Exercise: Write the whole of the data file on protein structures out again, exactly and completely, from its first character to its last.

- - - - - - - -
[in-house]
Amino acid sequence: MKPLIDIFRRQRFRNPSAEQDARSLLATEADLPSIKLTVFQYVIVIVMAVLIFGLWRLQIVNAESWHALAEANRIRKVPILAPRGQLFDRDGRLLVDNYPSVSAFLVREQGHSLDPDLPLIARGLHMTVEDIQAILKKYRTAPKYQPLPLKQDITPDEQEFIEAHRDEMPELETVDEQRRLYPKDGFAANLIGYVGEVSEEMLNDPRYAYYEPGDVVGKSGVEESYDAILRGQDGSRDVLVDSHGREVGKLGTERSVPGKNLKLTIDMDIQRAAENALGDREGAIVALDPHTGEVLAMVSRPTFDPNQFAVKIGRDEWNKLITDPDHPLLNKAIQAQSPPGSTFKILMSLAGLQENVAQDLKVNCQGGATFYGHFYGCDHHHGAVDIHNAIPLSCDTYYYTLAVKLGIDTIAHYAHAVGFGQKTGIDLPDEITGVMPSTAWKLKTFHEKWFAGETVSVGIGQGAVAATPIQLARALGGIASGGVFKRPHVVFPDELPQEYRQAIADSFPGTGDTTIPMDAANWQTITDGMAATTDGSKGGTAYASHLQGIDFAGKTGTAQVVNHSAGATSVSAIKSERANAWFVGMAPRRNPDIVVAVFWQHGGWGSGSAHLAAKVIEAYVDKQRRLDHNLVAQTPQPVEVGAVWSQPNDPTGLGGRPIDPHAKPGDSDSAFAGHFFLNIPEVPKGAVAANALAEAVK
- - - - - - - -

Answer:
[in-house]
Amino acid sequence: MKPLIDIFRRQRFRNPSAEQDARSLLATEADLPSIKLTVFQYVIVIVMAVLIFGLWRLQIVNAESWHALAEANRIRKVPILAPRGQLFDRDGRLLVDNYPSVSAFLVREQGHSLDPDLPLIARGLHMTVEDIQAILKKYRTAPKYQPLPLKQDITPDEQEFIEAHRDEMPELETVDEQRRLYPKDGFAANLIGYVGEVSEEMLNDPRYAYYEPGDVVGKSGVEESYDAILRGQDGSRDVLVDSHGREVGKLGTERSVPGKNLKLTIDMDIQRAAENALGDREGAIVALDPHTGEVLAMVSRPTFDPNQFAVKIGRDEWNKLITDPDHPLLNKAIQAQSPPGSTFKILMSLAGLQENVAQDLKVNCQGGATFYGHFYGCDHHHGAVDIHNAIPLSCDTYYYTLAVKLGIDTIAHYAHAVGFGQKTGIDLPDEITGVMPSTAWKLKTFHEKWFAGETVSVGIGQGAVAATPIQLARALGGIASGGVFKRPHVVFPDELPQEYRQAIADSFPGTGDTTIPMDAANWQTITDGMAATTDGSKGGTAYASHLQGIDFAGKTGTAQVVNHSAGATSVSAIKSERANAWFVGMAPRRNPDIVVAVFWQHGGWGSGSAHLAAKVIEAYVDKQRRLDHNLVAQTPQPVEVGAVWSQPNDPTGLGGRPIDPHAKPGDSDSAFAGHFFLNIPEVPKGAVAANALAEAVK